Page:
"I'm very grateful to him [Flores], and I hope that we can continue to echo the sentiments of the conference of bishops because I truly believe that they represent what's right for our society," he said.
Lucio says that growing up in Texas, he experienced racial discrimination first-hand.
When he arrived at a South Texas university in the 1960s, Lucio said he sat at the front of the classroom in his first-period class. The professor told him "very abruptly, and in kind of a loud voice" to stand to the side.
"What he said after that, I'll never forget," Lucio said. The professor instructed Mexican students to sit at the back of the classroom, while telling "black athletes" to sit in the middle, and white students to sit in the front of the classroom.
In another instance in southeast Texas, Lucio said he was told by a motel there was no vacancy despite an empty parking lot outside. "So I figured it out, that it was because of me that we weren't going to get any rooms there," he said.
This experience, he said, has prompted him to fight against discrimination of anyone. And this also entails learning to respect areas of genuine disagreement on policy, without resorting to name-calling as Planned Parenthood did.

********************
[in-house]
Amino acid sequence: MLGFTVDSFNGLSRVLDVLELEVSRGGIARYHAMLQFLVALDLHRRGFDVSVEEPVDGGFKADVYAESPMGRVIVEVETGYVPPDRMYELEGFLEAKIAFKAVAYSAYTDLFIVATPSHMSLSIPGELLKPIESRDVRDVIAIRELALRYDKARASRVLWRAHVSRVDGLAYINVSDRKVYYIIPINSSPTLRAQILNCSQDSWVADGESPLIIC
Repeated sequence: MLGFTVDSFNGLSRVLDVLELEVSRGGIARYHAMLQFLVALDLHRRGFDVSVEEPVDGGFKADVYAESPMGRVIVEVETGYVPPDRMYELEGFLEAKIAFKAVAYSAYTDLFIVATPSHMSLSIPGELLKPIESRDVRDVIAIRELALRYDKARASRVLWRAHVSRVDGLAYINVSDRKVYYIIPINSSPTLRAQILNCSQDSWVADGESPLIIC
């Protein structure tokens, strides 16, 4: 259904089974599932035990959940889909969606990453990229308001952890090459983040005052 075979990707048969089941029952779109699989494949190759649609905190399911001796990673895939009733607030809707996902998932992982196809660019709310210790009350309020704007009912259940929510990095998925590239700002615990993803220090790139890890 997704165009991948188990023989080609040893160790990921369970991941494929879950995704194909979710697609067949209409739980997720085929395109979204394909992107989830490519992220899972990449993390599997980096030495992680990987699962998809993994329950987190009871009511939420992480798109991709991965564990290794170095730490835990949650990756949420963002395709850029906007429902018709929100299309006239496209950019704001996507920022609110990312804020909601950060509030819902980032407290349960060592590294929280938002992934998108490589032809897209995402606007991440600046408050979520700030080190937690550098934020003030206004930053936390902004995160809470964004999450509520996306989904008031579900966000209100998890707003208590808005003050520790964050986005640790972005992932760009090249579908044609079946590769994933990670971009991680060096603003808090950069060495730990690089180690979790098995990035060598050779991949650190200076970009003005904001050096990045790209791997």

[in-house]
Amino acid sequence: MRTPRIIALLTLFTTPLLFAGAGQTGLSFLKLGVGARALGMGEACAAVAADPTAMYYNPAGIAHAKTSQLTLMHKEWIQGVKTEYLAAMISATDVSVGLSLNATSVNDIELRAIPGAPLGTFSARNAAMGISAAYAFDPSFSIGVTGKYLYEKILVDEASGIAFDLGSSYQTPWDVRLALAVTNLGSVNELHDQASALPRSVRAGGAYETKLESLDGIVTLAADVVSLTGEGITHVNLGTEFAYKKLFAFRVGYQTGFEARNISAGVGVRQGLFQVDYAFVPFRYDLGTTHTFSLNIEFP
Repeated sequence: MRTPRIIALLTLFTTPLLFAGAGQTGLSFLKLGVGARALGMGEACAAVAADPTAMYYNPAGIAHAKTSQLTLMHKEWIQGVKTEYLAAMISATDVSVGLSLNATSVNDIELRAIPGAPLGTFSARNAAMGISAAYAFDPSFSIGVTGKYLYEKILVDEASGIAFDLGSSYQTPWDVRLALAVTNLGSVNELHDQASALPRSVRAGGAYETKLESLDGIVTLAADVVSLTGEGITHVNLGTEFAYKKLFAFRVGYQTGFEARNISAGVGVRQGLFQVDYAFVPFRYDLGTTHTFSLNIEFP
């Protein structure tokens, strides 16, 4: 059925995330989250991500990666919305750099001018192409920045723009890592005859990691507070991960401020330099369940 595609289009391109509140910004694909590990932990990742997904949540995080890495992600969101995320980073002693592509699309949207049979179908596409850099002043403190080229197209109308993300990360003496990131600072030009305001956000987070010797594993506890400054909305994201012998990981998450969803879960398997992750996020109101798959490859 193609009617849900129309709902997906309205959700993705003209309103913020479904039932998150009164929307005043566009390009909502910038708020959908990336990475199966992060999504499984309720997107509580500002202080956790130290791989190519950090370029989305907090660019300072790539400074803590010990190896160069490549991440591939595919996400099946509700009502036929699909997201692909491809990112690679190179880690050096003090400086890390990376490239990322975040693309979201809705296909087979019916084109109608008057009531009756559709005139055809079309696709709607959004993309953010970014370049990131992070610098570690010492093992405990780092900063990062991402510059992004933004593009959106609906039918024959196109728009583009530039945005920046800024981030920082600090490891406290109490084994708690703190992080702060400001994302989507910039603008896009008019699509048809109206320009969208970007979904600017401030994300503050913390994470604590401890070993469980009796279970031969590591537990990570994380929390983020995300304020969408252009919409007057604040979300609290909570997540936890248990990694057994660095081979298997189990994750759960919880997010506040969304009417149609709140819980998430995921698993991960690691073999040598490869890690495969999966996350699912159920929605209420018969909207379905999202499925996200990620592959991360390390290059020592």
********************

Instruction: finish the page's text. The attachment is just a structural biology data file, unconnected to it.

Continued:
"I don't want anyone, regardless of color, regardless of religious preference, regardless of our differences-we're human beings and we certainly deserve to be treated equally," he said. "But," he continued, "we also have to respect religious freedom, we have to respect things that sometimes, people don't want to."
Lucio says that the "biggest issue," for him, is the issue of protecting human life- at all stages. "I support life from conception until natural death," he said, which puts him at odds with both political parties.
"Democrats will support a woman's right to an abortion," he lamented, "but if the baby's born, will throw themselves in the fire to see that they get education, health care, everything else that goes with it," he said. "And then they're against the death penalty, most of them," Lucio said.
"Republicans," he said, "are pro-life, which I'm very happy about, but sometimes there are some Republicans that we find are so hard, and so far to the right, that they don't want to vote to expand Medicaid or to add more dollars to education or health care when it's needed in our state."
"And they're for the death penalty," the senator lamented.
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Speaking of his efforts to put faith before party, Lucio said: "I try to be different, and I am different in a sense," he said.